Lecce | 22-23 september 2016
Massimo Baldini prsents the Report about italian public finance 2016, a paper about the quality of government and subjective poverty in Europe and is the chair of the la session dedicated to WElfare State. Giovanni Gallo presents a paper about "Social transfers and poverty in Europe: comparing effectiveness and targeting across welfare regimes"
Quality of government and subjective poverty in Europe
Abstract. We study the effect of quality of government on subjective poverty across European regions, taking advantage of recently released data on the quality of public institutions at the regional level, and of information on household subjective poverty. In the analysis we try to separate the effects on perceived well-being of quantity and quality of public services, controlling for the size of the local government and for the receipt of in-kind services by each household of the sample. Results suggest that good governance significantly reduces the probability of being subjectively poor, both over the whole population and also among households that are poor in terms of monetary income. We then estimate the greater cost that a family has to bear in order to achieve a given level of welfare, if it lives in a region with inefficient public institutions. Our measure of this inefficiency cost is 6% of disposable income.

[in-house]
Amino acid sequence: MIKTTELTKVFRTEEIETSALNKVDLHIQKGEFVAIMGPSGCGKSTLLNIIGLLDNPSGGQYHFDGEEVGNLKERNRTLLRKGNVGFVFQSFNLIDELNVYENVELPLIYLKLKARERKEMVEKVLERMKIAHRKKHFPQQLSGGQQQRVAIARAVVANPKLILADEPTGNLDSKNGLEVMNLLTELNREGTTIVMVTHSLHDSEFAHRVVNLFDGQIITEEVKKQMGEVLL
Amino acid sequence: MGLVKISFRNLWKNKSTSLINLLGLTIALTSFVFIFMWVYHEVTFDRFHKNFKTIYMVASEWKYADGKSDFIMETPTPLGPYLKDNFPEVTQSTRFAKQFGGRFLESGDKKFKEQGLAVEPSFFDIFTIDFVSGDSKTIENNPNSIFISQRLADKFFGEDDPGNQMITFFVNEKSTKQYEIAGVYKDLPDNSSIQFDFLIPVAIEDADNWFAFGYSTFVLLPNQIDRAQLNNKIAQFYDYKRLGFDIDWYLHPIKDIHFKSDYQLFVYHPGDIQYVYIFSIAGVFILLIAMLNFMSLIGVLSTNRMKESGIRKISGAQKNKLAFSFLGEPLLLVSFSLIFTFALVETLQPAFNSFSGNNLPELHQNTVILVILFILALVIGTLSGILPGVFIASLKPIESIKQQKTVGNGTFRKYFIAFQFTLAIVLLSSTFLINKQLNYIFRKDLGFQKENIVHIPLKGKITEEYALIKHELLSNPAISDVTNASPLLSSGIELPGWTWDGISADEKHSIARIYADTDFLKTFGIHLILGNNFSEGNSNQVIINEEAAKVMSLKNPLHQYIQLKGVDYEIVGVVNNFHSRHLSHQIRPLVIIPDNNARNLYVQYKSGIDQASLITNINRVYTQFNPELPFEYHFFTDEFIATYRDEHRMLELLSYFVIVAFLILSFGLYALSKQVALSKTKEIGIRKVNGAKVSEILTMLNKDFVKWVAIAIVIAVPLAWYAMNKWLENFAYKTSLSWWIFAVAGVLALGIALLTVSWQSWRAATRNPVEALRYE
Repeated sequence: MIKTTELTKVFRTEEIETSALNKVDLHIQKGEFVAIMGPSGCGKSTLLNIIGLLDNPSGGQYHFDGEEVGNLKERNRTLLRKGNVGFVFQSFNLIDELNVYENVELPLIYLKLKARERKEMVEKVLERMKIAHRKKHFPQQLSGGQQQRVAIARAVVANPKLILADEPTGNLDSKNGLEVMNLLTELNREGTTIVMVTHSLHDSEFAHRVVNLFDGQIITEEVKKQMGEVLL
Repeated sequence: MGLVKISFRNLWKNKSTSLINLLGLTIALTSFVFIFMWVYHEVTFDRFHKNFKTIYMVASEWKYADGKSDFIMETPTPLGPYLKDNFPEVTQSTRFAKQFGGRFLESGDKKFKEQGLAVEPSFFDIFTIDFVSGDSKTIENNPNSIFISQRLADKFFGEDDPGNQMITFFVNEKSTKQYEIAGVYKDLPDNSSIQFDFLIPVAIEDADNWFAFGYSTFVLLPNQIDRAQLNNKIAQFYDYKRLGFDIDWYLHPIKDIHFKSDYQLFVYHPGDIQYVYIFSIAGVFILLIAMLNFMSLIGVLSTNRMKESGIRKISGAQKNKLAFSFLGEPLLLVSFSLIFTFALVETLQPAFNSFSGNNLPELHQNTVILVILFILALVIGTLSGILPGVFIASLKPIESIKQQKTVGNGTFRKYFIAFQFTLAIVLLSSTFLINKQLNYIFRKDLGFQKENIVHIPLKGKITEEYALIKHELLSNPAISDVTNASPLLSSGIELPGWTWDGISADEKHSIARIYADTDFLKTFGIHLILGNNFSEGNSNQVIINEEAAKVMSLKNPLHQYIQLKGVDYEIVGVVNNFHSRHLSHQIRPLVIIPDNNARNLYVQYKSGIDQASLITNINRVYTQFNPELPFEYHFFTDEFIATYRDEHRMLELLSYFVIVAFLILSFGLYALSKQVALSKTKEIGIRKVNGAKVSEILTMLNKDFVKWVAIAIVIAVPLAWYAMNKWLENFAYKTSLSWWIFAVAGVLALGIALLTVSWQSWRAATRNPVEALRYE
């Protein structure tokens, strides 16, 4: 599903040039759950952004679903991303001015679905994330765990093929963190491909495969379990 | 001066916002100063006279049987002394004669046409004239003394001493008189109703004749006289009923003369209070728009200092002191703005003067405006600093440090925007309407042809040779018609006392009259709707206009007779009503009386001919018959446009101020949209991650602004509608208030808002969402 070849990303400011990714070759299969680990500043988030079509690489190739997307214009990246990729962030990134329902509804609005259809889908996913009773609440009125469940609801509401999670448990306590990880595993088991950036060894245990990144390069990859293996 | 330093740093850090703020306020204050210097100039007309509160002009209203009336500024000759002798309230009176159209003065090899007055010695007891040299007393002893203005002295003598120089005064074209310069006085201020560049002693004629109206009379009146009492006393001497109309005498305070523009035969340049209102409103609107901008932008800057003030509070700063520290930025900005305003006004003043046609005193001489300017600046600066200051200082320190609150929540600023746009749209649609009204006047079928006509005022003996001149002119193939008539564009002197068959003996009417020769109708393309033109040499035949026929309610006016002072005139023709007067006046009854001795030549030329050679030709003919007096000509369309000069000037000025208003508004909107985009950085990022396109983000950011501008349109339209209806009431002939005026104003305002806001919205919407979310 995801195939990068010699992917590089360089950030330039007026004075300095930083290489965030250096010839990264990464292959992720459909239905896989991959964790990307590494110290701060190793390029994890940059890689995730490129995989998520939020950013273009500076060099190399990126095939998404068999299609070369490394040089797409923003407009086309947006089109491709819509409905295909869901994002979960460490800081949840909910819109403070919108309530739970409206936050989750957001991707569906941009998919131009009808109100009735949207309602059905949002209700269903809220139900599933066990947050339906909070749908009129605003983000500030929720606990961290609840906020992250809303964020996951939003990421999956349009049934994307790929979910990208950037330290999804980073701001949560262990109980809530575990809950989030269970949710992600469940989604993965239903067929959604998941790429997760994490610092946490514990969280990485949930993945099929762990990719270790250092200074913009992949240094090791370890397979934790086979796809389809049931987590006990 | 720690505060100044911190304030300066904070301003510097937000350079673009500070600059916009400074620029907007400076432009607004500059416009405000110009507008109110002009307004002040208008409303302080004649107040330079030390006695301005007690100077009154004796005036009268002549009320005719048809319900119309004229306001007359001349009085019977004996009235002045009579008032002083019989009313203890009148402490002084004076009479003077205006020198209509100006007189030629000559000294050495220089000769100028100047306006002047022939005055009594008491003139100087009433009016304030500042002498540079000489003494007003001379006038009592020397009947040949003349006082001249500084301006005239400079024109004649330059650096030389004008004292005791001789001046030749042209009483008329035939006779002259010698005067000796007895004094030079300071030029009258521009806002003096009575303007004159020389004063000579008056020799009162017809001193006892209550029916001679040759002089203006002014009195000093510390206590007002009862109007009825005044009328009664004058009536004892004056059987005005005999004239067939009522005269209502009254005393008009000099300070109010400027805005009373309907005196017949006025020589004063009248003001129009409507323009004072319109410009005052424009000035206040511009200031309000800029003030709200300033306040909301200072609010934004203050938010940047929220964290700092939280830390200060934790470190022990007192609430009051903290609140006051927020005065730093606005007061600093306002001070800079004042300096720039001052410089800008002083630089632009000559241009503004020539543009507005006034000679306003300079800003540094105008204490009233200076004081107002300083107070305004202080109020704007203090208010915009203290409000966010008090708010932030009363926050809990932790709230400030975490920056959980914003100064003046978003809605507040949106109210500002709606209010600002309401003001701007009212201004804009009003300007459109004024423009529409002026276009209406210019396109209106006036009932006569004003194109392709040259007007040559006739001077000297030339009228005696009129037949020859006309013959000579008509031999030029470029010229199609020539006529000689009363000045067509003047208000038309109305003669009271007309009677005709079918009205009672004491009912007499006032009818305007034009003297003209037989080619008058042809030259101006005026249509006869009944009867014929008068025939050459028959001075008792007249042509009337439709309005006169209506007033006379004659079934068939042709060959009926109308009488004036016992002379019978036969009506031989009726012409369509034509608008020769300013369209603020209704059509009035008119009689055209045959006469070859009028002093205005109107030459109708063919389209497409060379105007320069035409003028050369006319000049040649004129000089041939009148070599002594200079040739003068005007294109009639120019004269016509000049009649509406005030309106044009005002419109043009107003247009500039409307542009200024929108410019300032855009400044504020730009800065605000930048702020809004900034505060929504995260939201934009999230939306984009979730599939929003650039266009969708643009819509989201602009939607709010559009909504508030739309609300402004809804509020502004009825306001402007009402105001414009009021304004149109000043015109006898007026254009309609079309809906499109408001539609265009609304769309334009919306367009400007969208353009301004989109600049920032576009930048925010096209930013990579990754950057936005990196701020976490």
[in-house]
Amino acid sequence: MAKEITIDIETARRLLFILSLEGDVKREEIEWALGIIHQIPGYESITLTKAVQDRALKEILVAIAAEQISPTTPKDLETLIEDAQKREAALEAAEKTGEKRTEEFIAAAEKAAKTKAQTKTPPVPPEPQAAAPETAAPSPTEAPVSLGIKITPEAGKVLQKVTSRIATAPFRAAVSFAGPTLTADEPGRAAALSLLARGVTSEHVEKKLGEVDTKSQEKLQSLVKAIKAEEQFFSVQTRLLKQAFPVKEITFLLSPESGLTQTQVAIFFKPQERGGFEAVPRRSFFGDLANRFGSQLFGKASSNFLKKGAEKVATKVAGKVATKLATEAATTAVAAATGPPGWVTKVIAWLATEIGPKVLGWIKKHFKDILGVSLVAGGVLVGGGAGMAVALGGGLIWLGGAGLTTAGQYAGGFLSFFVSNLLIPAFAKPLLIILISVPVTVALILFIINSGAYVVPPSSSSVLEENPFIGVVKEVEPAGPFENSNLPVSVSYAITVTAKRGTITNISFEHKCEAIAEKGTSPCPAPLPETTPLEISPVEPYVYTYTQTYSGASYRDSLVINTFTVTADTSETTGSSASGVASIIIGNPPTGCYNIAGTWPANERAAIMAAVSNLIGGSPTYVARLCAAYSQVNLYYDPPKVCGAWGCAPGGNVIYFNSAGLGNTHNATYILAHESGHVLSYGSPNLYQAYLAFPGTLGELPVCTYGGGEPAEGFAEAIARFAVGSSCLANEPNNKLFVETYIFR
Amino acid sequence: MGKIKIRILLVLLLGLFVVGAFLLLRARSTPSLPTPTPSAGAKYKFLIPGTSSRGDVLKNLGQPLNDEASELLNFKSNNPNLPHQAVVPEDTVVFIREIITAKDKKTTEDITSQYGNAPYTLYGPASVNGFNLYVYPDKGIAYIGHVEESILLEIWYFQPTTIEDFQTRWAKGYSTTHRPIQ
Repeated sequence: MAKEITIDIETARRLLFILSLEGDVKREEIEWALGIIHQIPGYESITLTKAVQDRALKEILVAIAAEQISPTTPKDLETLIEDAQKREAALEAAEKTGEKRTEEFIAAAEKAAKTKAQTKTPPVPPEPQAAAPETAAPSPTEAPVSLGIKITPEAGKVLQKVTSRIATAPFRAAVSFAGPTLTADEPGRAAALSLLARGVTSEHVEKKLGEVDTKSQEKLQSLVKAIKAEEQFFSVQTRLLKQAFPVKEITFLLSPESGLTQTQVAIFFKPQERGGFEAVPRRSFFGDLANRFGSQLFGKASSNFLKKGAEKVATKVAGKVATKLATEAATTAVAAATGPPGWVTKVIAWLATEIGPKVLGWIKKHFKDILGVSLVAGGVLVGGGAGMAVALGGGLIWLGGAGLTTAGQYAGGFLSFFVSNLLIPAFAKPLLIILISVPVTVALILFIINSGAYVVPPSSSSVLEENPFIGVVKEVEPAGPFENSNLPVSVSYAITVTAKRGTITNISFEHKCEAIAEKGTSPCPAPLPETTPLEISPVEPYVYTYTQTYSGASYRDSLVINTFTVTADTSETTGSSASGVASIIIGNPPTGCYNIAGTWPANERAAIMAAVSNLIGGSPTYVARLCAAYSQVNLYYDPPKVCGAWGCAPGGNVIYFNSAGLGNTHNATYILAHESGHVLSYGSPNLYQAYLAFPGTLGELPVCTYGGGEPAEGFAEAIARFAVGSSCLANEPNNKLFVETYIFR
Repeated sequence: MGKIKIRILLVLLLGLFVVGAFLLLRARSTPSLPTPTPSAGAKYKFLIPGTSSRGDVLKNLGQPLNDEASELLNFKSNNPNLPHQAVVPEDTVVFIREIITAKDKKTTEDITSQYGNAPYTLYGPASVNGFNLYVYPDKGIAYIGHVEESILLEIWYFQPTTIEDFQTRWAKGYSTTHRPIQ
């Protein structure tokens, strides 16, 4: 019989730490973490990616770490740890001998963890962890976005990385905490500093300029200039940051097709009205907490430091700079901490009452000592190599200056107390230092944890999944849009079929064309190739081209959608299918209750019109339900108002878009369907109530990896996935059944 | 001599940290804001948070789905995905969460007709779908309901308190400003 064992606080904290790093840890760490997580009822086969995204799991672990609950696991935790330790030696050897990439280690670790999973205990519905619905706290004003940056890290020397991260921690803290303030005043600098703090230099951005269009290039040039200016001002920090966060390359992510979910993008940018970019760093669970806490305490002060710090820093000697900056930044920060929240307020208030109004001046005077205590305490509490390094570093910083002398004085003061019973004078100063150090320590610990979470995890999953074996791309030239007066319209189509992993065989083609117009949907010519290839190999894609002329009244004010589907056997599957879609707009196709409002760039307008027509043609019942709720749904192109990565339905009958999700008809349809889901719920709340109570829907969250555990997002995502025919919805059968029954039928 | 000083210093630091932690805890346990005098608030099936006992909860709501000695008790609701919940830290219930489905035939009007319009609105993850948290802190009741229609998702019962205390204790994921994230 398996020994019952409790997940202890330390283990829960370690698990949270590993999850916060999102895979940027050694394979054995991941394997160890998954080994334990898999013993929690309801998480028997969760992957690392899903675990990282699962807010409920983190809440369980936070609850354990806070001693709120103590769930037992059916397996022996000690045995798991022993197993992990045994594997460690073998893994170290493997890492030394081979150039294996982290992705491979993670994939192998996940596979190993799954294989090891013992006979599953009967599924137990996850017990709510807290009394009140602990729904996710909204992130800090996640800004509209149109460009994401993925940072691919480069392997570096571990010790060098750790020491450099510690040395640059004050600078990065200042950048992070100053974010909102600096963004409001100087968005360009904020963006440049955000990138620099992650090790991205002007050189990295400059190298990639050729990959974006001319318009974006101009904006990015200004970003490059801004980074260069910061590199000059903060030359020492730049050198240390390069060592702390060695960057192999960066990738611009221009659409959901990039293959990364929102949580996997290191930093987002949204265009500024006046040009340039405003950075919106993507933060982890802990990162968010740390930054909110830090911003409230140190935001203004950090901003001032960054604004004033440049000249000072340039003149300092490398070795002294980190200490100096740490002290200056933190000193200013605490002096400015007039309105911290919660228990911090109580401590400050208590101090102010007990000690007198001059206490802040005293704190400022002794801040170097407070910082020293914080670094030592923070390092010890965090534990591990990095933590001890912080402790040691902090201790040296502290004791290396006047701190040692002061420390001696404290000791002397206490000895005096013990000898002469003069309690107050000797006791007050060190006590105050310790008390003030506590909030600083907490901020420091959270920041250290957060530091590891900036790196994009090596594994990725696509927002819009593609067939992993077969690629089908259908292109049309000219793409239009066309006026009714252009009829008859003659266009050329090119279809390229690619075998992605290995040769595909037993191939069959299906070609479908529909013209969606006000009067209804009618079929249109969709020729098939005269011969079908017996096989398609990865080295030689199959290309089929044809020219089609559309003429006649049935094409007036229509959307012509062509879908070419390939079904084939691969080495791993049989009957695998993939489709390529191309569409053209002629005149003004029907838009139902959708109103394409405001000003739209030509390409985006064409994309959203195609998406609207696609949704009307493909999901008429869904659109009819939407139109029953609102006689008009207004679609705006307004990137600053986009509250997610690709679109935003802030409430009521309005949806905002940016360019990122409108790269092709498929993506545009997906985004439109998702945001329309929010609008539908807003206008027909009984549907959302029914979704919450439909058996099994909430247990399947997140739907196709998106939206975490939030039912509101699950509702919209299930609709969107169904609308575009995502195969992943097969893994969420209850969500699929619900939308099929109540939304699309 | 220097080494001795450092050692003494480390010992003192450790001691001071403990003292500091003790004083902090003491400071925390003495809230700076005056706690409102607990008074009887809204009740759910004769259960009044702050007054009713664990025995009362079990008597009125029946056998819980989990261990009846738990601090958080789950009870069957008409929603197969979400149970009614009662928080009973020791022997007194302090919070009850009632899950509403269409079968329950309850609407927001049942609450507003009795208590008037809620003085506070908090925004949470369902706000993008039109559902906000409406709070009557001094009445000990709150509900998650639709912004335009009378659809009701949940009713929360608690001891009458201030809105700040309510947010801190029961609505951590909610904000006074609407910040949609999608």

Keywords: Quality of government, subjective poverty, minimum income, European regions, poverty line
Social transfers and poverty in Europe: comparing social exclusion and targeting across welfare regimes.
Abstract. This paper studies whether there are systematic differences in the ability of cash transfers, belonging to different welfare systems, to reach the poor and to lift them out of poverty. We structure the analysis following the classic breakdown of the various European welfare states into welfare regimes, in search of specific features of them that can explain the variable results shown in the ability to effectively tackle economic poverty. The analysis is carried out both with a cross-sectional approach as well as using a more long-run definition of persistent poverty.
Keywords: Cash transfers, Poverty, Europe, Welfare Regimes, Persistent poverty